Good luck with that one then. The world of engineering changes in every second of every day and the differences between 10 years ago and today are huge. Some principles of course remain the same but developments of course move on. I agree that your approach will lead to an improved understanding of competency, and that should always be sought, but I conclude that precise answers will not be found, which cover the entire area of competency, because they will only be precise for the particular problem they seek to address and competency is much larger and wider than that. Competency changes with the person and with the area in which the competency is required and with the technology of the time and with the particular variables involved in the item being worked upon and with the knowledge which is available at the time, and so on.
The first scenario is developing software for safety critical embedded systems in the civilian world - such as medical infusion devices or anti-lock brakes - where a bug in the software could result in a fatal accident.

And so it would be better to have the work checked by a second competent software engineer and also try to test it thoroughly etc., in order to minimise the risks. The next thing would be to put systems in place to pick up the issue quickly and then respond to it quickly and in the correct way. You speak about your son a lot, do you let him drive a car knowing that he could crash and die or did you take him out in your own car knowing that it was possible you could crash and die? How did you assess your/his competency? Did you ever have a 'near miss'? If you did, did you then book yourself onto a training course to improve your competency or else did you just carry on and try to be more careful based on your experience? I let my son drive and also I have had a few accidents and near misses and also been on the receiving end as well. Life has risks involved and mistakes will always be made and whether a person(s) is competent or not depends on the circumstances at the time. As I worked for Siemens in software commissioning I do know a little about software and I can assure you that no matter how competent someone is they will never iron out all the bugs because the human brain/mind cannot hold within it the entire complex program and run every possible scenario and also interface that with every possible scenario of hardware failure and every possible scenario of changes made by humans etc. We have to put in place systems for rigorous testing and then systems to pick up issues and which provide feedback which is used to make improvements.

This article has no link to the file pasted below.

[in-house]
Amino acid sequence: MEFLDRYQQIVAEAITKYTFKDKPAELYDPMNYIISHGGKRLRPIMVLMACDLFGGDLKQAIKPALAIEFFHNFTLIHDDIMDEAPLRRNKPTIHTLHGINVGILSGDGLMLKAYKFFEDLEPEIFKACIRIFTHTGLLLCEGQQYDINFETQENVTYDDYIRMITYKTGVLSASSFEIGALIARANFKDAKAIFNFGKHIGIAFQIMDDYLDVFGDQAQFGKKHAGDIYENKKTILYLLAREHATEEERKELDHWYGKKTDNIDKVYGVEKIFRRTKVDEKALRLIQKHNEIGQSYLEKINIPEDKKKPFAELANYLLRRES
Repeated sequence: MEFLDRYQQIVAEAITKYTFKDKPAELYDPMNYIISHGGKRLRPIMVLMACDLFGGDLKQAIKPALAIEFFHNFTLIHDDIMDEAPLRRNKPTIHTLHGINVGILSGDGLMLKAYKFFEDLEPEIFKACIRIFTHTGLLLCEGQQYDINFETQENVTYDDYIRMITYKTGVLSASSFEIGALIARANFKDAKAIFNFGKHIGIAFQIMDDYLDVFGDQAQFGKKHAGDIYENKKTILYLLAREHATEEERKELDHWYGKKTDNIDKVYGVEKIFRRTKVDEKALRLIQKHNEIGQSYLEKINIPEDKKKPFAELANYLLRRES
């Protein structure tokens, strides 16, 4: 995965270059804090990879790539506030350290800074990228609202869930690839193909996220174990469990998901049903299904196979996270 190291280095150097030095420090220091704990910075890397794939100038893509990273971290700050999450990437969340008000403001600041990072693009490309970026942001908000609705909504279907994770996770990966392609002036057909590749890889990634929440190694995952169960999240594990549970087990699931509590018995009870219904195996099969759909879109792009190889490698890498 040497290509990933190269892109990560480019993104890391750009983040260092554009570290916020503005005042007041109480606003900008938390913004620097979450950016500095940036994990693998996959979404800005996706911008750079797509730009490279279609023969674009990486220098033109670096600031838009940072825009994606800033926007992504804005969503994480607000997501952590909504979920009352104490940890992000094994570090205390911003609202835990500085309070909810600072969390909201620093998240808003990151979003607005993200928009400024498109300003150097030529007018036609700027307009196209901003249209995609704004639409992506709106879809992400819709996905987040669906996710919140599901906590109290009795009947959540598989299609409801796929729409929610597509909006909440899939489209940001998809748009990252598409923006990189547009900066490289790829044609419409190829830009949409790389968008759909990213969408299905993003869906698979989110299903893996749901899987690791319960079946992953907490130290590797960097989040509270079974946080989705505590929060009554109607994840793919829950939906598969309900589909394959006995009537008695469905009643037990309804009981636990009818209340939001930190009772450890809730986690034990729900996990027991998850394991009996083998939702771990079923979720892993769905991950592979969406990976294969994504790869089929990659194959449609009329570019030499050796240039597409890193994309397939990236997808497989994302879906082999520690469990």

Do any recognised courses and qualifications in developing software for safety critical embedded systems exist that will demonstrate to an employer that the software engineer meets a certain minimum level of competency? You could bang on about using Ada or MISRA C but even the best tools does not make its user competent.

I will not bang on about anything because I am always in favour of improving education, particularly in the areas of safety.
Something to also take into account is that bugs in software often lie undetected for many years. Memory leaks are a particularly insidious problem because software failure tends to only happen after software has been running for prolonged periods, including several months.

Correct, I have seen bugs come into play after a 5 year period and when fixing those bugs, which we only became aware of because they caused an issue, I concluded that maybe God could have spotted it at the time when the software was written, but then if we look to nature I am not quite so sure because I have also seen a few bugs there as well, and that has been developed over billions of years.
This effectively has the potential to negate time served in industry as a measure of level of competence. It is quite possible that the original software engineer could have left the company long before a disaster resulting from his programming errors finally happens. If he has landed a senior position in another company then should he be forced to resign on the basis that he isn't competent?